"Then in the time when we were looking really to compact the base and make sure that it was completely finished and ready and solid, we just got rain at untimely times," Haslam said. "And there were puddles and seepage of water down. And that slowed that turf installation process down.
"It was really the footings and the foundation, the weight that's needed to hold it in place. If you're going to increase the pressure inside, naturally the engineers are going to tell you you need a beefier foundation. And so it was really simply adding more footings and that's going to be run through a mathematical process to make sure that it's going to really hold that much pressure. And so that was really the design that changed. So the bulk of the work during the summer was, if you stopped by, just the massive pouring of concrete that sits below that dirt. Anyone that drove by saw the huge mound of dirt for all the excavation that that dirt is now pushed back to cover up those really, really large footings that sit now below the surface."
Haslam said some added costs were needed in those additions, but nothing drastic and that they hadn't already fundraised for on the $10.2 million privately funded endeavor.
Their initial timeline was rapid, but the adjustments have been understood by those affected.
"As athletic director, you've always got aggressive timelines, and then engineers and people who are really going to go out and build it, bring you back down to earth. We always have aggressive fundraising goals as well," he said. "And so you've got to be kind of brought back into check. We want to have things done quick. But, our donors are understanding, and understanding how this process works. We kept them in the loop as to how things were pausing, why they were pausing. And people have been really supportive.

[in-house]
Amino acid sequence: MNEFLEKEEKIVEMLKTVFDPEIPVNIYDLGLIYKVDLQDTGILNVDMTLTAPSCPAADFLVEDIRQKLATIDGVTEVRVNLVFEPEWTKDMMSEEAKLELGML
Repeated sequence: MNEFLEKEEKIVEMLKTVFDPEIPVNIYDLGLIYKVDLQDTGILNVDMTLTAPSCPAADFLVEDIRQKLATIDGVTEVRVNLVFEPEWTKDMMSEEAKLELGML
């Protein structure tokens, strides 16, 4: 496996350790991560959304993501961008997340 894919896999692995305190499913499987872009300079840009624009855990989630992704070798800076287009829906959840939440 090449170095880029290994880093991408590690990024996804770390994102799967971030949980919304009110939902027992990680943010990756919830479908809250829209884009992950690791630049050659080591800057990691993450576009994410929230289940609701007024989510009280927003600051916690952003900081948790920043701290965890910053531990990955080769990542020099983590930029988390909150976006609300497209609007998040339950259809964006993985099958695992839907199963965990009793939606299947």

"It's unfortunate that we couldn't get this done quicker. But really, when you think about a groundbreaking in late April, and then if you have any hiccups at all, it's going to push you back just because of the building season in in Missoula, Montana."
Montana wants to have the facility completed in time for summer camps and other events. Once the tuft is installed, the inflatable dome that will cover it, can go up at anytime.
The loss of the field it is being constructed on has forced displacement and adjusting to those who have used it in the past, but the timeline is now set for mid-summer for this latest project, one that will have a profound impact on UM athletics, campus rec sports, and the community at large.
"It's going to be an absolute, just bonus for us and a chance to have an indoor space where our student-athletes and our community and our campus and our students can have an indoor facility during the cold, bitter, winter months, and it will allow our coaches to set timelines and schedules for spring practices in a much more succinct way, and in a way that it doesn't have to be altered because you might get a snowstorm in March that just disrupts everything you do," Haslam said. "So spring football, spring sports, soccer, all those that are going to utilize it will certainly be back to how they've done it for years and years here, but it'll be great to have this kind of space that's really nowhere else in western Montana